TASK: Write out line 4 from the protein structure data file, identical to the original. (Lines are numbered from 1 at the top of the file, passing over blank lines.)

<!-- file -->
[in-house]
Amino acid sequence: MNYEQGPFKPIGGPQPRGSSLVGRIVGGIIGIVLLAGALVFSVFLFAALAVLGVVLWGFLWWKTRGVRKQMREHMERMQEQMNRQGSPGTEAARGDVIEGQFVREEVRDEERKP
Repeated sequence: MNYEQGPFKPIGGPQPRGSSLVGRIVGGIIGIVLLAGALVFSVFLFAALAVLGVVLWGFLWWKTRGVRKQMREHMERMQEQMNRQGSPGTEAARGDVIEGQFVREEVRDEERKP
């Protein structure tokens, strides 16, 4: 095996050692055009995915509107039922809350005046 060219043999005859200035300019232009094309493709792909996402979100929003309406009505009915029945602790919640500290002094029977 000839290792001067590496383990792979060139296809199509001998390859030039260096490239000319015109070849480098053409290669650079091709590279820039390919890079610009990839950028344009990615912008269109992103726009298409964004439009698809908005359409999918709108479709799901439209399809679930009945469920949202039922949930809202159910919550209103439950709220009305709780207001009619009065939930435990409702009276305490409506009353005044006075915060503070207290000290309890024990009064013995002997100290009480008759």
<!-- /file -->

């Protein structure tokens, strides 16, 4: 095996050692055009995915509107039922809350005046 060219043999005859200035300019232009094309493709792909996402979100929003309406009505009915029945602790919640500290002094029977 000839290792001067590496383990792979060139296809199509001998390859030039260096490239000319015109070849480098053409290669650079091709590279820039390919890079610009990839950028344009990615912008269109992103726009298409964004439009698809908005359409999918709108479709799901439209399809679930009945469920949202039922949930809202159910919550209103439950709220009305709780207001009619009065939930435990409702009276305490409506009353005044006075915060503070207290000290309890024990009064013995002997100290009480008759």